National_Assembly_Building_of_the_Republic_of_Korea Credit ClumsyForeigner
The National Assembly Building of the Republic of Korea Credit: ClumsyForeigner

South Korea has amended its Shipping Act to protect its shipping industry from falling foul of anti-trust laws, but the move may have come too late to help 23 liner operators avert massive fines of nearly $672m.

In June, the Korea Fair Trade Commission (KFTC) imposed fines on 12 local liner operators, including HMM, SM Merchant Marine (also known as SM Line), Pan Ocean and Sinokor Merchant Marine, as well as 11 foreign liner operators, including Maersk Line, Cosco Shipping Lines and SITC Container Lines.

The penalty evoked strong protests from the Korea Shipowners’ Association, Korea Shipping Association and the Chinese government.

In July 2018, timber importers reported suspicions of freight-fixing to the KFTC, after almost all liner operators simultaneously raised freight charges on the South Korea-South-east Asia route.

Unlike the European Union and countries like Hong Kong, New Zealand and Singapore, South Korea did not have block exemptions that insulated the liner industry from anti-trust regulations.

When the Korea Shipowners’ Association and the Korea Shipping Association claimed that the substantial fine, based on 10% of the liner companies’ revenue from the South Korea-South-east Asia route, could hurt their financial recovery, the lawmakers and Ministry of Oceans and Fisheries (MoF) pushed for Korea’s Shipping Act to be amended.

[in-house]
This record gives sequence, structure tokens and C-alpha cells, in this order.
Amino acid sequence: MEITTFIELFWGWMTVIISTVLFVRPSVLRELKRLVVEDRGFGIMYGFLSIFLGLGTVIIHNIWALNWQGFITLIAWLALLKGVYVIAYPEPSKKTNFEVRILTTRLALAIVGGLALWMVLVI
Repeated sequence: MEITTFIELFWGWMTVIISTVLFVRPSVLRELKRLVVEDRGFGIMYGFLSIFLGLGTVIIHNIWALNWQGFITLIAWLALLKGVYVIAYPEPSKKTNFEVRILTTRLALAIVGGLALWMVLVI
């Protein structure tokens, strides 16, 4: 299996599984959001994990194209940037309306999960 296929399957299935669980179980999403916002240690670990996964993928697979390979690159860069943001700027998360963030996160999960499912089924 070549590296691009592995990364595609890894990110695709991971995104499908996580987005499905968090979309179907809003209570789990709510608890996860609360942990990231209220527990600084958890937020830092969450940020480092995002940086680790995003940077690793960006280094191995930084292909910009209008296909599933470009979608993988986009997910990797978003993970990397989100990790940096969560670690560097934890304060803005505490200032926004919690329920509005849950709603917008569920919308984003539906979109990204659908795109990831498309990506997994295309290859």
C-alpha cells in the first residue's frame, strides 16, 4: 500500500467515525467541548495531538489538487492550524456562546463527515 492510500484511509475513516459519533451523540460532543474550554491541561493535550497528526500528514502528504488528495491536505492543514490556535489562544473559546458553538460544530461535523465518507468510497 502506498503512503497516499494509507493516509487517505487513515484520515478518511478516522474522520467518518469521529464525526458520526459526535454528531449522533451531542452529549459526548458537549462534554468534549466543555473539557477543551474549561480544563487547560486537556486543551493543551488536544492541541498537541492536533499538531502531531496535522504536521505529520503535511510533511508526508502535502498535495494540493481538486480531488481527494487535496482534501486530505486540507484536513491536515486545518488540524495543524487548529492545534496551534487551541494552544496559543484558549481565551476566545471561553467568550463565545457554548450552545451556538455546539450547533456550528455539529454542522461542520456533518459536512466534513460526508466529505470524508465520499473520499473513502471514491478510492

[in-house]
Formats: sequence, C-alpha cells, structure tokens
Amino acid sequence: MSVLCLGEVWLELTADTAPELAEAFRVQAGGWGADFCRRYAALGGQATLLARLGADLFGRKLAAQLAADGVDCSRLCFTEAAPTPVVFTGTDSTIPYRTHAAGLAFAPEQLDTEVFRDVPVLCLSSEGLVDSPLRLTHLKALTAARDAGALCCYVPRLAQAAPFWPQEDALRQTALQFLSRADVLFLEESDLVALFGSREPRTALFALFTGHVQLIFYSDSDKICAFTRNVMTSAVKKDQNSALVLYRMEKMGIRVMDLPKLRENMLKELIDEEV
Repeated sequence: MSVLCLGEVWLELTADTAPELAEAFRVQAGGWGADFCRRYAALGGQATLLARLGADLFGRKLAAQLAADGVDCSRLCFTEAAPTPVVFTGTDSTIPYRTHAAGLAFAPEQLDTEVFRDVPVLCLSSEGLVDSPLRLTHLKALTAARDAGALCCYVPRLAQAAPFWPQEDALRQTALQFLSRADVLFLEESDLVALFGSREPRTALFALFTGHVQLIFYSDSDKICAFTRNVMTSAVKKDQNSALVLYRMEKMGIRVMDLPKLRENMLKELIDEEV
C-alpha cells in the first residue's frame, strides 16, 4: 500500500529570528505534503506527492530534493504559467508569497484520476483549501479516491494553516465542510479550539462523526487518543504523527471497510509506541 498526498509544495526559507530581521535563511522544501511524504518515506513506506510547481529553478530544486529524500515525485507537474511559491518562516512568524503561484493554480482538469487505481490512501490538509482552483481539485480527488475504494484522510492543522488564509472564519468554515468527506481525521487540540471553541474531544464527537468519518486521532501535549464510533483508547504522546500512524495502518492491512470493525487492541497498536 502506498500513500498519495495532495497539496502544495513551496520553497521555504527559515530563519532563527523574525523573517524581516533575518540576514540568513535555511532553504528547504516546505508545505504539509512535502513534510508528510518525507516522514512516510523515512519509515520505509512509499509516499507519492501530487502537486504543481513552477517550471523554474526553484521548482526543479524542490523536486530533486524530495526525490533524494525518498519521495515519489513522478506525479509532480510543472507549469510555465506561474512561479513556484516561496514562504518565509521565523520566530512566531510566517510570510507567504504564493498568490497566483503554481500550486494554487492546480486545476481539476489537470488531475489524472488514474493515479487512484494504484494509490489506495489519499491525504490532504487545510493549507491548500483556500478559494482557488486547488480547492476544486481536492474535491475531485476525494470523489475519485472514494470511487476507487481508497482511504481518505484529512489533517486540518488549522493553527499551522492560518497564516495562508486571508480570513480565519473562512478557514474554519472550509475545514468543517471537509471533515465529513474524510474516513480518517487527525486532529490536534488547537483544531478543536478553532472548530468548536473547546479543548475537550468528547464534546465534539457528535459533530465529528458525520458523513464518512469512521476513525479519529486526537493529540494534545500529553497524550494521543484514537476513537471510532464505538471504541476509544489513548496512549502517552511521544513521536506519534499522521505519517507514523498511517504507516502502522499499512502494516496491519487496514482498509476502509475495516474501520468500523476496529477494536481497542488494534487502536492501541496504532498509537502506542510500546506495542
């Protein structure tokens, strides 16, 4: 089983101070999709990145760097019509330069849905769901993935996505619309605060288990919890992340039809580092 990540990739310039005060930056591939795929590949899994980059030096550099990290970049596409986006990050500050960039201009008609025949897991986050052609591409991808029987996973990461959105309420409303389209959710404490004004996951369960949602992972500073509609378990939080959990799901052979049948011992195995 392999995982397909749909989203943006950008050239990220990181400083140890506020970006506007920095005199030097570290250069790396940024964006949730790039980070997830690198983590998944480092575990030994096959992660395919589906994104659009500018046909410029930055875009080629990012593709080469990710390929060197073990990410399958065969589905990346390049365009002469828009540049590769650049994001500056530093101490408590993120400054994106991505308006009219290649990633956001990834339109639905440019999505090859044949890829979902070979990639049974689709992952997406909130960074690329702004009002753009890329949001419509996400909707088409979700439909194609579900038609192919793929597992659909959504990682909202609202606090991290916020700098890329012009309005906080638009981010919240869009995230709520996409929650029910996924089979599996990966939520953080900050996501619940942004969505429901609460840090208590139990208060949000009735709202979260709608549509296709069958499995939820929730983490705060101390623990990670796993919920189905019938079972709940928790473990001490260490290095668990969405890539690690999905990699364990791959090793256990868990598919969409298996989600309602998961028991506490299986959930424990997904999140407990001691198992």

And on Tuesday, the act was changed to put the MoF in charge of shipping companies’ joint actions.

Minister for Oceans and Fisheries Moon Seong-hyeok said, “It’s true that shippers are having difficulties in import/export logistics, as shipping capacity is in short supply due to Covid-19, but for the 15 years the KFTC has issue with, shippers have always had the upper hand. There has never been a case where shipping companies have taken profit through joint actions.”

And although the amended act has provisions for retroactive enforcement, at a National Assembly (parliament) plenary session, KFTC chairman Joh Sung-wook said: “Unfortunately, the Fair Trade Act cannot be applied to this case that has been investigated.”

With the MoF now at odds with the KFTC, Ms Joh said she would participate if the Office for Government Policy Coordination initiated mediation.

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